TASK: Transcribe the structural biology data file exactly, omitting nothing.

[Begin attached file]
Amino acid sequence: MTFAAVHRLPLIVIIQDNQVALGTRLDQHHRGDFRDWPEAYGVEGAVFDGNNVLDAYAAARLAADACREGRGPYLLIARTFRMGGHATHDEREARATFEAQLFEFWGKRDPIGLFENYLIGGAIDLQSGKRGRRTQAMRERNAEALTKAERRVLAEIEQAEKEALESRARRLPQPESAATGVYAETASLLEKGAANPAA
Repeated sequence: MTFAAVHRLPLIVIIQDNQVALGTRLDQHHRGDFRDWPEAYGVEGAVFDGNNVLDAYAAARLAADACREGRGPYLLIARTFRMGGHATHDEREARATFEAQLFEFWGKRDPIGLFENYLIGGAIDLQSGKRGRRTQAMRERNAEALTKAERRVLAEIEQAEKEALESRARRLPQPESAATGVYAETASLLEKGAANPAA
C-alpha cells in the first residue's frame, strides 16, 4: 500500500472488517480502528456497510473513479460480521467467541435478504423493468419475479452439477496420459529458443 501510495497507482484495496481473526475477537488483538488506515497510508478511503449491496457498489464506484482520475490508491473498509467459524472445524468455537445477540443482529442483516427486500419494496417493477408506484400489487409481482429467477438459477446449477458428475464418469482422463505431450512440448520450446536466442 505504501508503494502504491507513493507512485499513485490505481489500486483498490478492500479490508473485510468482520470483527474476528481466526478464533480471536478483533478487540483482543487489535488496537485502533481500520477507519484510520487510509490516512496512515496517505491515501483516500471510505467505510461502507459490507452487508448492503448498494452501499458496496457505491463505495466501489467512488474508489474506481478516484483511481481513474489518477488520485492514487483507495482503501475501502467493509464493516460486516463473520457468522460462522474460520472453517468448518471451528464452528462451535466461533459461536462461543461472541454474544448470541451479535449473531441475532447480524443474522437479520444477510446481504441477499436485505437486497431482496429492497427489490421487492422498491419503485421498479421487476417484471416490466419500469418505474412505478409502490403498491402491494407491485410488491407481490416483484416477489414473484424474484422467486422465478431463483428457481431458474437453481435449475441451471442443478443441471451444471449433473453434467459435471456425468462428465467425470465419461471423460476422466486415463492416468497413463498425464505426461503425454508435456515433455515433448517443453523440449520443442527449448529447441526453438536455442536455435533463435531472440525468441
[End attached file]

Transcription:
Amino acid sequence: MTFAAVHRLPLIVIIQDNQVALGTRLDQHHRGDFRDWPEAYGVEGAVFDGNNVLDAYAAARLAADACREGRGPYLLIARTFRMGGHATHDEREARATFEAQLFEFWGKRDPIGLFENYLIGGAIDLQSGKRGRRTQAMRERNAEALTKAERRVLAEIEQAEKEALESRARRLPQPESAATGVYAETASLLEKGAANPAA
Repeated sequence: MTFAAVHRLPLIVIIQDNQVALGTRLDQHHRGDFRDWPEAYGVEGAVFDGNNVLDAYAAARLAADACREGRGPYLLIARTFRMGGHATHDEREARATFEAQLFEFWGKRDPIGLFENYLIGGAIDLQSGKRGRRTQAMRERNAEALTKAERRVLAEIEQAEKEALESRARRLPQPESAATGVYAETASLLEKGAANPAA
C-alpha cells in the first residue's frame, strides 16, 4: 500500500472488517480502528456497510473513479460480521467467541435478504423493468419475479452439477496420459529458443 501510495497507482484495496481473526475477537488483538488506515497510508478511503449491496457498489464506484482520475490508491473498509467459524472445524468455537445477540443482529442483516427486500419494496417493477408506484400489487409481482429467477438459477446449477458428475464418469482422463505431450512440448520450446536466442 505504501508503494502504491507513493507512485499513485490505481489500486483498490478492500479490508473485510468482520470483527474476528481466526478464533480471536478483533478487540483482543487489535488496537485502533481500520477507519484510520487510509490516512496512515496517505491515501483516500471510505467505510461502507459490507452487508448492503448498494452501499458496496457505491463505495466501489467512488474508489474506481478516484483511481481513474489518477488520485492514487483507495482503501475501502467493509464493516460486516463473520457468522460462522474460520472453517468448518471451528464452528462451535466461533459461536462461543461472541454474544448470541451479535449473531441475532447480524443474522437479520444477510446481504441477499436485505437486497431482496429492497427489490421487492422498491419503485421498479421487476417484471416490466419500469418505474412505478409502490403498491402491494407491485410488491407481490416483484416477489414473484424474484422467486422465478431463483428457481431458474437453481435449475441451471442443478443441471451444471449433473453434467459435471456425468462428465467425470465419461471423460476422466486415463492416468497413463498425464505426461503425454508435456515433455515433448517443453523440449520443442527449448529447441526453438536455442536455435533463435531472440525468441